22 July 2020
After I left my last startup, I started looking for my next gig. This, of course, meant the dreaded job application. While I have spent the couple years working for myself, and while I love it, I thought it was time to try working for a startup again. As it would turn out, I ended up working for myself in a freelancing/contractor role anyway, but that's beside the point of this post. Instead, I want to tell you one of the stories I told in most of my cover letters/interviews when applying to jobs. It reminded me of how we can accidentally find our way into entrepreneurship.
I first got the itch to build something when I was still in high school. I was working on cars with my friends and we had trouble affording the parts. So, I had an idea. What if we could get the parts for significantly cheaper? All we had to do was start a business and reach out to suppliers saying we would be re-selling the parts. At least, that's what I thought the process would be.
I applied for and got a business license, and I thought that was it. I was in. However, this was before the boom in e-commerce, and auto parts sellers were not friendly to online merchants at the time. They wanted a brick and mortar store before they’d deal with me.
There was no way my friends and I could afford a physical location, so I turned on the salesperson in me and went back with a pitch, a vision. I got on the phone with parts managers and founders at these auto parts companies and explained the vision (a vision that I hadn't even thought through since my original goal was just to get parts for my car for cheap). An online parts store. Fast and the Furious had just come out. The market was about to boom. That was the pitch. They would love it.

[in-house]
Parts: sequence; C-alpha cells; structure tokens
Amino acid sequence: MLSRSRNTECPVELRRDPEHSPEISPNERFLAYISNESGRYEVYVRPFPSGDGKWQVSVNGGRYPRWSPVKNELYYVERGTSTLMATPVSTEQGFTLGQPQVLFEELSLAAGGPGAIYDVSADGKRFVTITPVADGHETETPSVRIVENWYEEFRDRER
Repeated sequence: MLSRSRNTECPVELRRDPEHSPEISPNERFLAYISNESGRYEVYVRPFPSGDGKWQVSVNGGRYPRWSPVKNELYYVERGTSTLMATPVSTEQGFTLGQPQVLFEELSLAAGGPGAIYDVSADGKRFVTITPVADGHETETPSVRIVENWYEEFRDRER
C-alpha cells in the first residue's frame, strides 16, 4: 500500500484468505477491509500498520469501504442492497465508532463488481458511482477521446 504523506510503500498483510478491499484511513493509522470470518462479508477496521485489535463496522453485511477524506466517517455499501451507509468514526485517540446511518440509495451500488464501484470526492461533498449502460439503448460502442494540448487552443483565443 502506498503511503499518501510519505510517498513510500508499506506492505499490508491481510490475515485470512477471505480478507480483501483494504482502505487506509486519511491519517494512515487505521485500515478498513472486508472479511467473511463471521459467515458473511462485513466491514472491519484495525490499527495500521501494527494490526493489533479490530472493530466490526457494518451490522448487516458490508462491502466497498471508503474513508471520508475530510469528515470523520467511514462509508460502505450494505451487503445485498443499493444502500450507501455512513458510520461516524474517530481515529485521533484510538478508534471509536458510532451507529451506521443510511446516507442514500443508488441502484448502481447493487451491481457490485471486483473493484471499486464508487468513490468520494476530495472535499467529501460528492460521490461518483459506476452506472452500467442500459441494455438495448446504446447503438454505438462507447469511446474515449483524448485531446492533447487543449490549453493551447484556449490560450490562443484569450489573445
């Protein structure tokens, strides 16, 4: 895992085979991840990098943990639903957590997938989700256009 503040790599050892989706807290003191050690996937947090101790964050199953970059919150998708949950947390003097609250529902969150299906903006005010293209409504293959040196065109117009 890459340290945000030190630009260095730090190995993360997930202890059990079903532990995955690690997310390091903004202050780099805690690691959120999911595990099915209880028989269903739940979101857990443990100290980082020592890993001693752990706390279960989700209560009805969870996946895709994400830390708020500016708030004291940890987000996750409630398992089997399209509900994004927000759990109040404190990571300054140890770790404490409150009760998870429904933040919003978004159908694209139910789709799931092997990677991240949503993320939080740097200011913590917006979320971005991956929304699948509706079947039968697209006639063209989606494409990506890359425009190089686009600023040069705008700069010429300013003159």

Now, I was left wondering if my crazy idea to get cheap auto parts for me and my friends would ever work. I had one more idea. What if I actually built the business?
I built out an online store, posted an inventory of parts I did not even have available, and started selling to people I knew from around town. Soon, I had real orders and no product. I let those build up a bit and went back to each and every one of the parts managers and founders who had turned me down. I showed them my back orders and convinced them to sell to me. Having an online presence to prove the validity of the business helped, but having orders and money ready to flow in helped more.
After landing the wholesaler agreements and my friends and I getting our pick of the cheapest parts we'd ever buy, a funny thing happened. It wasn’t just about getting cheap parts for my car anymore. It was about building a business
I fell in love with building businesses and building products. All by accident.
As a fun aside, here’s an archived snapshot of that fateful website: https://web.archive.org/web/20031223033513/http://www.ja1racing.com/
The point to this story is you never know where inspiration might come from. If you're waiting for the right moment to do something, that moment may never come. Things don't always happen for a reason. Sometimes, they happen by accident.